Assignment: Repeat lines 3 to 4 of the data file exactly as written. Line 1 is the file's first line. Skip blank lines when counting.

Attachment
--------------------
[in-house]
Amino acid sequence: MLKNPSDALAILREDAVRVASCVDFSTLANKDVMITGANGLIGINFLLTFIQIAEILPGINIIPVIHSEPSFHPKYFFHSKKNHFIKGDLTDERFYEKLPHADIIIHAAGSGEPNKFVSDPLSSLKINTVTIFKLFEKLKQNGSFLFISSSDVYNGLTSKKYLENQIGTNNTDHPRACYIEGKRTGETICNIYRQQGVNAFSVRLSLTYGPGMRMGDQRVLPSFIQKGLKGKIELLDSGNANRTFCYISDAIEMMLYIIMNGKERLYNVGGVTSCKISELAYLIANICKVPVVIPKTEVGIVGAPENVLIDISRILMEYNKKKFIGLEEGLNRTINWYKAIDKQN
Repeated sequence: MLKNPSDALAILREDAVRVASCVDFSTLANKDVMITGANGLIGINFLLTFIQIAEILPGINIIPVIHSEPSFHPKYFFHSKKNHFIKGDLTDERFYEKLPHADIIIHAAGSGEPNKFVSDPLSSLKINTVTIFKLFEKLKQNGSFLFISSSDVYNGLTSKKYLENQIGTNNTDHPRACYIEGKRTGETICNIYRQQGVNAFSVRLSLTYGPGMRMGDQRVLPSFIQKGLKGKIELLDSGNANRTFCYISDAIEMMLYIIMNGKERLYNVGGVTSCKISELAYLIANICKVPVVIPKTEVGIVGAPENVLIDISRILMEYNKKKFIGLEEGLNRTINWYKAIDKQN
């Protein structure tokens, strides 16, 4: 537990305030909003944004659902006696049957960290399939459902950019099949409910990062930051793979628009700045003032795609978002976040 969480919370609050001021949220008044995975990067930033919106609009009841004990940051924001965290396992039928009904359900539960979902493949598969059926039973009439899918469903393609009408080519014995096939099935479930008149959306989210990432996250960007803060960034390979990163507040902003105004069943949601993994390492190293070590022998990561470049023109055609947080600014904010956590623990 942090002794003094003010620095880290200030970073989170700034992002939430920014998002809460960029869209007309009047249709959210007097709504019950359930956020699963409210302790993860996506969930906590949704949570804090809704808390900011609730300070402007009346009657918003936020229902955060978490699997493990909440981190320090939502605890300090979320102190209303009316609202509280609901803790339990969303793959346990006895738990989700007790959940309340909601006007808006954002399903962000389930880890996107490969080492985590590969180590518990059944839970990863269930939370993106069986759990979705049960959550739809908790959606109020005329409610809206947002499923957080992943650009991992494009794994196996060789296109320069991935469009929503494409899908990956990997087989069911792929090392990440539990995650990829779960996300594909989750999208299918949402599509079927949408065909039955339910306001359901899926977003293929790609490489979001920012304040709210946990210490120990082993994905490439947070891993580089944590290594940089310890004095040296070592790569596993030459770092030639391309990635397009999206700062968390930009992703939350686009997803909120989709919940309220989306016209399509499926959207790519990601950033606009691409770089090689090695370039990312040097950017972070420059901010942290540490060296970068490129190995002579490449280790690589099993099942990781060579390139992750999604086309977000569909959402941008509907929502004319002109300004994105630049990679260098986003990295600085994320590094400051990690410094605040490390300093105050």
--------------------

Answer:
Repeated sequence: MLKNPSDALAILREDAVRVASCVDFSTLANKDVMITGANGLIGINFLLTFIQIAEILPGINIIPVIHSEPSFHPKYFFHSKKNHFIKGDLTDERFYEKLPHADIIIHAAGSGEPNKFVSDPLSSLKINTVTIFKLFEKLKQNGSFLFISSSDVYNGLTSKKYLENQIGTNNTDHPRACYIEGKRTGETICNIYRQQGVNAFSVRLSLTYGPGMRMGDQRVLPSFIQKGLKGKIELLDSGNANRTFCYISDAIEMMLYIIMNGKERLYNVGGVTSCKISELAYLIANICKVPVVIPKTEVGIVGAPENVLIDISRILMEYNKKKFIGLEEGLNRTINWYKAIDKQN
């Protein structure tokens, strides 16, 4: 537990305030909003944004659902006696049957960290399939459902950019099949409910990062930051793979628009700045003032795609978002976040 969480919370609050001021949220008044995975990067930033919106609009009841004990940051924001965290396992039928009904359900539960979902493949598969059926039973009439899918469903393609009408080519014995096939099935479930008149959306989210990432996250960007803060960034390979990163507040902003105004069943949601993994390492190293070590022998990561470049023109055609947080600014904010956590623990 942090002794003094003010620095880290200030970073989170700034992002939430920014998002809460960029869209007309009047249709959210007097709504019950359930956020699963409210302790993860996506969930906590949704949570804090809704808390900011609730300070402007009346009657918003936020229902955060978490699997493990909440981190320090939502605890300090979320102190209303009316609202509280609901803790339990969303793959346990006895738990989700007790959940309340909601006007808006954002399903962000389930880890996107490969080492985590590969180590518990059944839970990863269930939370993106069986759990979705049960959550739809908790959606109020005329409610809206947002499923957080992943650009991992494009794994196996060789296109320069991935469009929503494409899908990956990997087989069911792929090392990440539990995650990829779960996300594909989750999208299918949402599509079927949408065909039955339910306001359901899926977003293929790609490489979001920012304040709210946990210490120990082993994905490439947070891993580089944590290594940089310890004095040296070592790569596993030459770092030639391309990635397009999206700062968390930009992703939350686009997803909120989709919940309220989306016209399509499926959207790519990601950033606009691409770089090689090695370039990312040097950017972070420059901010942290540490060296970068490129190995002579490449280790690589099993099942990781060579390139992750999604086309977000569909959402941008509907929502004319002109300004994105630049990679260098986003990295600085994320590094400051990690410094605040490390300093105050």